It was with some fanfare that our friendly garbage company, CleanScapes, announced last year that a project submitted by residents of Madison Valley was the winner of a competition between several contiguous neighborhoods (Madison Park and Madison Valley included) for a $50,000 project grant. A proposed new play area at Washington Park, near the ball field, was chosen over projects submitted by the other neighborhoods in the Thursday garbage-collection area. The project competition resulted from the fact that the Thursday-is-garbage-day neighborhoods had shown a greater reduction in waste over some specified period than the neighborhoods whose garbage was collected on other days of the week.
CleanScapes announced last week, however, that the whole project at Washington Park is now dead. The idea had been to replace the existing swings (shown above) with a "integrated play area" very much like (if not identical to) the one privately paid for and installed a couple of years ago at Madison Park. The Washington Park play area was a great idea whose time has, unfortunately, not yet come. It seems that the project cannot be implemented within the $50,000 grant budget, even though volunteers were going be used for installation labor.
What happened? Well, that's something of a mystery. CleanScapes in its press release stated, "Seattle Parks determined that the original proposal would not be approved, as they did not want the swings removed from the existing containment area to make way for a new playground structure." The winning project presupposed the replacement of the swingset with the new play area. Once the City balked at that plan, other problems arose. The play area would have needed to be placed in a different location, one that proved unstable after soil testing. Properly preparing the new site for the installation would have cost well in excess of the budgeted amount, causing CleanScapes to give up on the Washington Park scheme.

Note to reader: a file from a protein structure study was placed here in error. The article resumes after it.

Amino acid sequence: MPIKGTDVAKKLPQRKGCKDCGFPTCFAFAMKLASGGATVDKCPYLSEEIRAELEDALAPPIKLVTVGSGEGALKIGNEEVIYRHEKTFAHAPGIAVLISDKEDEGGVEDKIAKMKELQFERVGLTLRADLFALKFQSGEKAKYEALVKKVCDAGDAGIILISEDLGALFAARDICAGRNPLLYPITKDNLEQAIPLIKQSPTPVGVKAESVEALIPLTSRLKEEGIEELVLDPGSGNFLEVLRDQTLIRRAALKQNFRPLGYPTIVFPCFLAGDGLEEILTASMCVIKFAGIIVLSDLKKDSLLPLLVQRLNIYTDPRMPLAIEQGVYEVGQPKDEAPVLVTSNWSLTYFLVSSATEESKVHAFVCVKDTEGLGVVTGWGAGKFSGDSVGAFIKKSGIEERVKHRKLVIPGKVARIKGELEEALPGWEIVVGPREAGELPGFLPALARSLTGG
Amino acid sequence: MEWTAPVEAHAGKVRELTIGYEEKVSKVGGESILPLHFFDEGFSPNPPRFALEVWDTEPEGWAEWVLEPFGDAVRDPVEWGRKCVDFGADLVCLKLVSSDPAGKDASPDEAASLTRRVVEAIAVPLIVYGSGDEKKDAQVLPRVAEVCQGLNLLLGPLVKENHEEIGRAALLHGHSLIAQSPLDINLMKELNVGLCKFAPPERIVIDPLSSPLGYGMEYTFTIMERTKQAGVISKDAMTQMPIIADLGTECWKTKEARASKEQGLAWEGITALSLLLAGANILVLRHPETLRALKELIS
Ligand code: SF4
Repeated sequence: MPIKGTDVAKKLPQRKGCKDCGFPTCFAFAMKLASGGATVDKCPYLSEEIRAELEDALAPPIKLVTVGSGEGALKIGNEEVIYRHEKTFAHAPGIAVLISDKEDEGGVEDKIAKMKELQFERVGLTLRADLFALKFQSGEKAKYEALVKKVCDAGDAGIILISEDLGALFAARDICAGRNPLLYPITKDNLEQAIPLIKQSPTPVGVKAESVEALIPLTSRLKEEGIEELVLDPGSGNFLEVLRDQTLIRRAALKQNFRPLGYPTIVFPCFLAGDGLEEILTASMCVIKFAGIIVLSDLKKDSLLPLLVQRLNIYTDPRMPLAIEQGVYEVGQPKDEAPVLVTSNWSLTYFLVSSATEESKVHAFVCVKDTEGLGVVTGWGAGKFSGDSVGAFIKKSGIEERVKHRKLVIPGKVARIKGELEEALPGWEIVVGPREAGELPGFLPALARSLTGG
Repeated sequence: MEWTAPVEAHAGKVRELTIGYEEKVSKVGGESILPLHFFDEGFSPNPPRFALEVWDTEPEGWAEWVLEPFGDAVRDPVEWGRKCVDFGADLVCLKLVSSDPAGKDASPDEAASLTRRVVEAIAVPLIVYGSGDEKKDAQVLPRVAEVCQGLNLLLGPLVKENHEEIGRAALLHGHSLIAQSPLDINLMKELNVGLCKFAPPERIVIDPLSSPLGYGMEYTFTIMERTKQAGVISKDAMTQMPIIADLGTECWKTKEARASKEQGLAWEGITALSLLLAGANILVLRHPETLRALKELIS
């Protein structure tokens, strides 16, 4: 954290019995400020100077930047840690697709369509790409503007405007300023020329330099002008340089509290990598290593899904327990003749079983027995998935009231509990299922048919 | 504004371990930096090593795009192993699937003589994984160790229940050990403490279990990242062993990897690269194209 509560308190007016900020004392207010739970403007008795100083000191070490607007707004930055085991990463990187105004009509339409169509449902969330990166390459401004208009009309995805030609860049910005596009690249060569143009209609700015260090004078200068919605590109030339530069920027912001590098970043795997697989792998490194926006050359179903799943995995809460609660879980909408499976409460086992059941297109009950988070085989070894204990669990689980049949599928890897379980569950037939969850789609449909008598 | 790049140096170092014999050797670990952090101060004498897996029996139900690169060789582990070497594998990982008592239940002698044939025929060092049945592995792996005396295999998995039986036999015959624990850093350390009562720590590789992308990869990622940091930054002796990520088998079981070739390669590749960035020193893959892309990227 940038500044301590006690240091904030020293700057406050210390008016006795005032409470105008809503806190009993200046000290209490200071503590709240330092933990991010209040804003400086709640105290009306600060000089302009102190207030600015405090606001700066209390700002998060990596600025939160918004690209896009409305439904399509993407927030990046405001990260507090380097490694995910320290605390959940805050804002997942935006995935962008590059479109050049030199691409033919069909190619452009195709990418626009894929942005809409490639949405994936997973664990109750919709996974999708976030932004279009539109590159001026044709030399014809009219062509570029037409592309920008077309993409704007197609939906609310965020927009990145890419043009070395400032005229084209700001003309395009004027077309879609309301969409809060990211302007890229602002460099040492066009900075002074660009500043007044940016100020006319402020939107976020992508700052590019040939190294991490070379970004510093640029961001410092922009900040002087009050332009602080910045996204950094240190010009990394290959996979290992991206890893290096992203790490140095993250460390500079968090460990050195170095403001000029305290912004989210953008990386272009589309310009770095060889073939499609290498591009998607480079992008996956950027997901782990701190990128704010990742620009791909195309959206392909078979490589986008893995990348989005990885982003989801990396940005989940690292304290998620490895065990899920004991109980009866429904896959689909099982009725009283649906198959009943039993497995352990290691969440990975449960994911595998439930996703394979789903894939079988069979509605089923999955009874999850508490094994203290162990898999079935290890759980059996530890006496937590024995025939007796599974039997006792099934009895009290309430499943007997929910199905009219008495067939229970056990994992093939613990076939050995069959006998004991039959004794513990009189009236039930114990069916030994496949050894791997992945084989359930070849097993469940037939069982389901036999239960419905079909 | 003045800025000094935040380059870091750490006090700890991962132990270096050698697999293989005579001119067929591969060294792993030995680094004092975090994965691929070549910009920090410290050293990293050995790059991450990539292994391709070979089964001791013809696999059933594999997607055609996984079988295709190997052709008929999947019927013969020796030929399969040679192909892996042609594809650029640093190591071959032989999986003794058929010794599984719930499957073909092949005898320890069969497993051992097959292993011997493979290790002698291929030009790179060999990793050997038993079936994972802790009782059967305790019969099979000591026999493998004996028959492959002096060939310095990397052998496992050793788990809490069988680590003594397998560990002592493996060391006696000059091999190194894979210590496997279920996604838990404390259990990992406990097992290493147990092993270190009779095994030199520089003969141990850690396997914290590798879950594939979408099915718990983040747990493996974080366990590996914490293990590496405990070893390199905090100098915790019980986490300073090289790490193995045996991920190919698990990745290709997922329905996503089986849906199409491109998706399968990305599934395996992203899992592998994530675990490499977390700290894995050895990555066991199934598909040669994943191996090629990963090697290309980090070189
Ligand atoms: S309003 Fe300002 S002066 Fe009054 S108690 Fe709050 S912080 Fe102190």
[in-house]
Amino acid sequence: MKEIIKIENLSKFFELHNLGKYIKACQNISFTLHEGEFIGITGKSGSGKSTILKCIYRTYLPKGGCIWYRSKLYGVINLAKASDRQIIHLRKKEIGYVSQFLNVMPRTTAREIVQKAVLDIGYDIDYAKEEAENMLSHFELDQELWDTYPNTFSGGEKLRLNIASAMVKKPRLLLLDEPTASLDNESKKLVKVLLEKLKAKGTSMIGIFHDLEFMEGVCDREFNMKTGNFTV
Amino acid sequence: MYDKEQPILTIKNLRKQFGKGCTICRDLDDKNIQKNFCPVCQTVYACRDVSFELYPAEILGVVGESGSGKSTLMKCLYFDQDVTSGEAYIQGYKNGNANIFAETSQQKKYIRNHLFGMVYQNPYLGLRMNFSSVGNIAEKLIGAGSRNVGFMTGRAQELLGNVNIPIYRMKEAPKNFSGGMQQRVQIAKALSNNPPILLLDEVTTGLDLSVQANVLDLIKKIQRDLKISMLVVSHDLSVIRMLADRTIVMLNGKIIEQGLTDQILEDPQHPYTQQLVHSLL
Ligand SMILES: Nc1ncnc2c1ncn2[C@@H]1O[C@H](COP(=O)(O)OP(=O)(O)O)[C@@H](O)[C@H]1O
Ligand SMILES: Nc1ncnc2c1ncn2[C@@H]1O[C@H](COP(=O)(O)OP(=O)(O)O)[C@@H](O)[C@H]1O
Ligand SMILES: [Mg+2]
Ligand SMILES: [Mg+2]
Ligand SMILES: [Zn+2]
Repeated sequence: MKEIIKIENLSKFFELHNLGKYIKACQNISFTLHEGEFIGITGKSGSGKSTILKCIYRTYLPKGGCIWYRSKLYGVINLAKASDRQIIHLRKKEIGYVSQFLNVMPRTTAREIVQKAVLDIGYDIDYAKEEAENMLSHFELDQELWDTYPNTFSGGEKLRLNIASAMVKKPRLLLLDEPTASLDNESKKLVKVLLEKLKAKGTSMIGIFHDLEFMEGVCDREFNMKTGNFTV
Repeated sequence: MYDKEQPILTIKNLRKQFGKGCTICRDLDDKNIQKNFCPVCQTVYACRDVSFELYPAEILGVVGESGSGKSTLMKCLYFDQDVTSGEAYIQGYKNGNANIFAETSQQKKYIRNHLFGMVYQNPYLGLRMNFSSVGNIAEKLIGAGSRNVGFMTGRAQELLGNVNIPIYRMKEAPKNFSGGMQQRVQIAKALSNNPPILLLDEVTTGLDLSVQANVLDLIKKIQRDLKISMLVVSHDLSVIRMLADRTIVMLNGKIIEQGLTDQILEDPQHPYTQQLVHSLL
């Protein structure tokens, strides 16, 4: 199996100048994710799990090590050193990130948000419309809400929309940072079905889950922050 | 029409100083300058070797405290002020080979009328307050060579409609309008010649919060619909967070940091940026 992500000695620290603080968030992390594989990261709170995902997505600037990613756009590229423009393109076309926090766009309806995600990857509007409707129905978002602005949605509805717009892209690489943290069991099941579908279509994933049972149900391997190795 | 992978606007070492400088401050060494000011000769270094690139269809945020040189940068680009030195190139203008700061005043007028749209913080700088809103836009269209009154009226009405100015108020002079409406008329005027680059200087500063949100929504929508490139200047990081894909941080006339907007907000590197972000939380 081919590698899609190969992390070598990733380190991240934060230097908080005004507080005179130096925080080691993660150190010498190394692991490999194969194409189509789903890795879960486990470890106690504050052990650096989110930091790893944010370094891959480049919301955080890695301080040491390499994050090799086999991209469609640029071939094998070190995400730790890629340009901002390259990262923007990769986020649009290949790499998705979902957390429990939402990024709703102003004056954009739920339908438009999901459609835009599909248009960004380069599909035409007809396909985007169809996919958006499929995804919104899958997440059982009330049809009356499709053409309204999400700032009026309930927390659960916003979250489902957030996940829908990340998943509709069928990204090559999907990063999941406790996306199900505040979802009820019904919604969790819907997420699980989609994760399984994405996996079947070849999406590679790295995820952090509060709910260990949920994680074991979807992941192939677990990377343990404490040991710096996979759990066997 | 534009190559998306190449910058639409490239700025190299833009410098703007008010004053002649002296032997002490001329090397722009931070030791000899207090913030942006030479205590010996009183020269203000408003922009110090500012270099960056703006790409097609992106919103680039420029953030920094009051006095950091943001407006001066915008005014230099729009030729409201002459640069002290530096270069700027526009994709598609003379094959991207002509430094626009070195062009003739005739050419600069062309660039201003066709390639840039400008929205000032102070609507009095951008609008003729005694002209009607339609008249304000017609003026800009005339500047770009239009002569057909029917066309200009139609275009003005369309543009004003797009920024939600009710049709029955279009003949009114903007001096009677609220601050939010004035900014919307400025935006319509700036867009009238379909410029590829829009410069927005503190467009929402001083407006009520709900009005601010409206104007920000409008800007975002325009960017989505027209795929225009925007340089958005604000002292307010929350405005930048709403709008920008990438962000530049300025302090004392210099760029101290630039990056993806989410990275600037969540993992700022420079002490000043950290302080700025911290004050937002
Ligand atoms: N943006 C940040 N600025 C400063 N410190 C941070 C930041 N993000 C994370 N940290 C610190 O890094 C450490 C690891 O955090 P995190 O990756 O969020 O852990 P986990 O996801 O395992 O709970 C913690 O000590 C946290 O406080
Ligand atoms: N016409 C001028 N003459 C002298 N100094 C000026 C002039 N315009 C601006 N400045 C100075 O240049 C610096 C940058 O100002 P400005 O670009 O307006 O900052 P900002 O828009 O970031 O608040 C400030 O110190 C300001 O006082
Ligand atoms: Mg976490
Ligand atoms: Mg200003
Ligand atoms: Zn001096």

But why did the City object to removal of the swingset? Parks spokesman Joelle Hammerstad was unable to provide an answer when we quizzed her last week. She did give us this statement, however: “Seattle Parks and Recreation is disappointed that we were not able to move forward with the playground renovation at Washington Park. It would have been a great project for the community. We are, however, heartened that CleanScapes has a slate of other great projects that will be a boon for neighbors. We congratulate the community on their excellent waste reduction efforts, and are confident that the new CleanScapes project will add much enjoyment to the neighborhood.”
Unfortunately, the neighborhood that CleanScapes will be adding much enjoyment to will not be ours. The remaining projects (originally losers to the Washington Park play area) are: Madrona's bid for "historic and directional bronze sidewalk art," Montlake's bid for a new path and information kiosk at Montlake Gateway Park, and First Hill's bid for an SDOT (that's Seattle Department of Transportation) information kiosk at Ninth Avenue and Madison Street.